Navy Won’t Punish Vice Admiral Stripped Of Security Clearance During ‘Fat Leonard’ Probe
Fretting about his possible role in the “Fat Leonard” bribery scandal, in late 2013 the Navy stripped the security clearance...
Fretting about his possible role in the “Fat Leonard” bribery scandal, in late 2013 the Navy stripped the security clearance of its top spy, destroying the career of Vice Adm. Ted “Twig” Branch.
On Friday, the Navy closed its review with what it called appropriate administrative action for Branch, the former director of Navy intelligence.
Vice Adm. Ted N. Branch, Deputy Chief of Naval Operations for Information Warfare and Director of Naval Intelligence (N2/N6), talks about the future of information warfare and answers questions by attendees during WEST 2016.U.S. Navy photo
The U.S. Department of Justice — which has handled the prosecution of those who took bribes from contractor Leonard Glenn Francis and his Singapore-based Glenn Defense Marine Asia — brought no charges against Branch.
“The Department of Justice declined to prosecute Vice Adm. Ted Branch and forwarded his matter to the Department of the Navy’s Consolidated Disposition Authority,” said Navy Fleet Forces Command spokesman Cmdr. Mike Kafka in a written statement. “After completing a thorough and detailed review of the evidence, the CDA took appropriate administrative action. This matter is closed.”
Administrative action can include a non-punitive letter of reprimand or an oral counseling chiding a sailor for questionable conduct. Unlike other judicial or military sanctions, administrative action cannot take pay and privileges from a shipmate.
“We are very proud of my 37 years of service in the Navy,” Branch said by telephone. “The last three years were extremely difficult for my family and me, but we are glad now to turn the page. I look forward to being able to continue to serve the Navy and our nation as a civilian.”
Helmed by Adm. Philip Davidson, the disposition authority has been sifting through hundreds of cases that federal prosecutors passed on. Federal investigators have uncovered widespread instances of Francis defrauding the Navy on contracts after lavishing officers with teams of prostitutes, pricey resort stays and envelopes stuffed with cash.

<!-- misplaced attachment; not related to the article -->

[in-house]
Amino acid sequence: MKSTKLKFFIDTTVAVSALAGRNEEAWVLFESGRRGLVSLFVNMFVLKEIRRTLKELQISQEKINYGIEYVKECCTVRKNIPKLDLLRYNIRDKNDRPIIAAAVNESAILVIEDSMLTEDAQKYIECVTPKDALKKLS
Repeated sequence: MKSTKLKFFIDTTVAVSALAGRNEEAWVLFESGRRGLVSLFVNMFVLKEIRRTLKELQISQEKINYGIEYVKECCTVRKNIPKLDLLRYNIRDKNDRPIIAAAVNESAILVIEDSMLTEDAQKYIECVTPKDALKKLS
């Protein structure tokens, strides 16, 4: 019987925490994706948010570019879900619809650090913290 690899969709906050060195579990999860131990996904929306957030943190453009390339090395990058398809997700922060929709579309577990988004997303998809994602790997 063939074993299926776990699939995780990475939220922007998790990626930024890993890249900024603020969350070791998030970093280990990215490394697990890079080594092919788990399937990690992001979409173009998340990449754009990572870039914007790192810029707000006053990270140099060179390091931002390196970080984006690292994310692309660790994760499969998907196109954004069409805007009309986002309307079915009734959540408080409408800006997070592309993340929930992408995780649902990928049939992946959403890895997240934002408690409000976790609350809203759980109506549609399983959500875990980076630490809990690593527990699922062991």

Vice Adm. Ted Branch is briefed on the Industrial Human Augmentation System (iHAS) as he tours exhibits during DoD Lab Day at the Pentagon, May 14., 2015U.S. Navy photo
Federal prosecutors and Navy leaders have charged 40 sailors, Department of Defense civilians or Fat Leonard associates in the scandal, including Rear Adm. Bruce Loveless, the Navy’s former director of intelligence operations. He has pleaded not guilty and awaits trial in federal criminal court on conspiracy, wire fraud and bribery charges.
Federal investigators grilled Branch in November of 2013, forcing the Navy’s leadership to make hard decisions about Branch’s case, said former Navy Secretary Ray Mabus.
Mabus said by telephone that investigators assured Navy leaders in late 2013 that they had substantial evidence pointing to Branch’s wrongdoing and that they would soon make a decision on charging him.
“Obviously, both of those things weren’t true,” said Mabus, adding that “the way it was handled wasn’t fair to Ted Branch and wasn’t fair to the Navy.”
Mabus and his admirals felt that they couldn’t fire Branch from his intelligence post, but they also fretted that he was close to classified information and they needed to protect that. So they left him in his job but wouldn’t clear him to hear or analyze intelligence data.
What he thought would be settled in weeks ended up dragging on for months, then years.
“As time went on, they (at the Department of Justice) questioned us, ‘Why aren’t you replacing him?’ But we were in a horrible position,” Mabus said. “They made us aware of potential problems, but we had no grounds to relieve him.”
Branch retired from the Navy on Oct. 1 and lives in Coronado.
A highly decorated career aviator recognized repeatedly for combat valor over the skies of Grenada, Lebanon, Bosnia-Herzegovina and Iraq, he now directs a program at the San Diego-based nonprofit group CyberTECH that’s designed to spark technological innovation.
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